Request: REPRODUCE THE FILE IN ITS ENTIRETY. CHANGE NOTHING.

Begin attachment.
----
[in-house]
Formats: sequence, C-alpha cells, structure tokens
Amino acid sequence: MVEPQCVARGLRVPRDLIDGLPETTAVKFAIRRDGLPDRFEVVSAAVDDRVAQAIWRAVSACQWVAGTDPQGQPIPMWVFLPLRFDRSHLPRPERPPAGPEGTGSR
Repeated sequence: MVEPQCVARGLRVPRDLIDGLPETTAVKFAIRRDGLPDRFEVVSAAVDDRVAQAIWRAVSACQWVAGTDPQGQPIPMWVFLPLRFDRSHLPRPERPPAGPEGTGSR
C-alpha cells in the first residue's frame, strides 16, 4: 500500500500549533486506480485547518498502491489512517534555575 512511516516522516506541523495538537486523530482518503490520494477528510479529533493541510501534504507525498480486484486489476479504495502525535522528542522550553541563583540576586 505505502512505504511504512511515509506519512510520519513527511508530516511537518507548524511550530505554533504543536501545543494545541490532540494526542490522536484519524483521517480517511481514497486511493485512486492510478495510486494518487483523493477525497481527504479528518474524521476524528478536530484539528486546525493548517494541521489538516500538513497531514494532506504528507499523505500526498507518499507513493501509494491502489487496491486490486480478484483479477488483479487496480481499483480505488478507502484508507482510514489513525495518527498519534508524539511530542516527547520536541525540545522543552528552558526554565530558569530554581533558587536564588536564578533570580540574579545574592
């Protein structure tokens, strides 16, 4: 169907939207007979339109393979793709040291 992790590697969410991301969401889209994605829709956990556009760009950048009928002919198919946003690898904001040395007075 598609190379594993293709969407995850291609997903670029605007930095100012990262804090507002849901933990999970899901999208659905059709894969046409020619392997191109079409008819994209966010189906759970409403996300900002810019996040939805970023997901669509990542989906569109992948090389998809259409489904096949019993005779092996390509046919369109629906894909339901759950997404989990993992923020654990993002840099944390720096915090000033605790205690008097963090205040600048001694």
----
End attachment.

[in-house]
Formats: sequence, C-alpha cells, structure tokens
Amino acid sequence: MVEPQCVARGLRVPRDLIDGLPETTAVKFAIRRDGLPDRFEVVSAAVDDRVAQAIWRAVSACQWVAGTDPQGQPIPMWVFLPLRFDRSHLPRPERPPAGPEGTGSR
Repeated sequence: MVEPQCVARGLRVPRDLIDGLPETTAVKFAIRRDGLPDRFEVVSAAVDDRVAQAIWRAVSACQWVAGTDPQGQPIPMWVFLPLRFDRSHLPRPERPPAGPEGTGSR
C-alpha cells in the first residue's frame, strides 16, 4: 500500500500549533486506480485547518498502491489512517534555575 512511516516522516506541523495538537486523530482518503490520494477528510479529533493541510501534504507525498480486484486489476479504495502525535522528542522550553541563583540576586 505505502512505504511504512511515509506519512510520519513527511508530516511537518507548524511550530505554533504543536501545543494545541490532540494526542490522536484519524483521517480517511481514497486511493485512486492510478495510486494518487483523493477525497481527504479528518474524521476524528478536530484539528486546525493548517494541521489538516500538513497531514494532506504528507499523505500526498507518499507513493501509494491502489487496491486490486480478484483479477488483479487496480481499483480505488478507502484508507482510514489513525495518527498519534508524539511530542516527547520536541525540545522543552528552558526554565530558569530554581533558587536564588536564578533570580540574579545574592
């Protein structure tokens, strides 16, 4: 169907939207007979339109393979793709040291 992790590697969410991301969401889209994605829709956990556009760009950048009928002919198919946003690898904001040395007075 598609190379594993293709969407995850291609997903670029605007930095100012990262804090507002849901933990999970899901999208659905059709894969046409020619392997191109079409008819994209966010189906759970409403996300900002810019996040939805970023997901669509990542989906569109992948090389998809259409489904096949019993005779092996390509046919369109629906894909339901759950997404989990993992923020654990993002840099944390720096915090000033605790205690008097963090205040600048001694």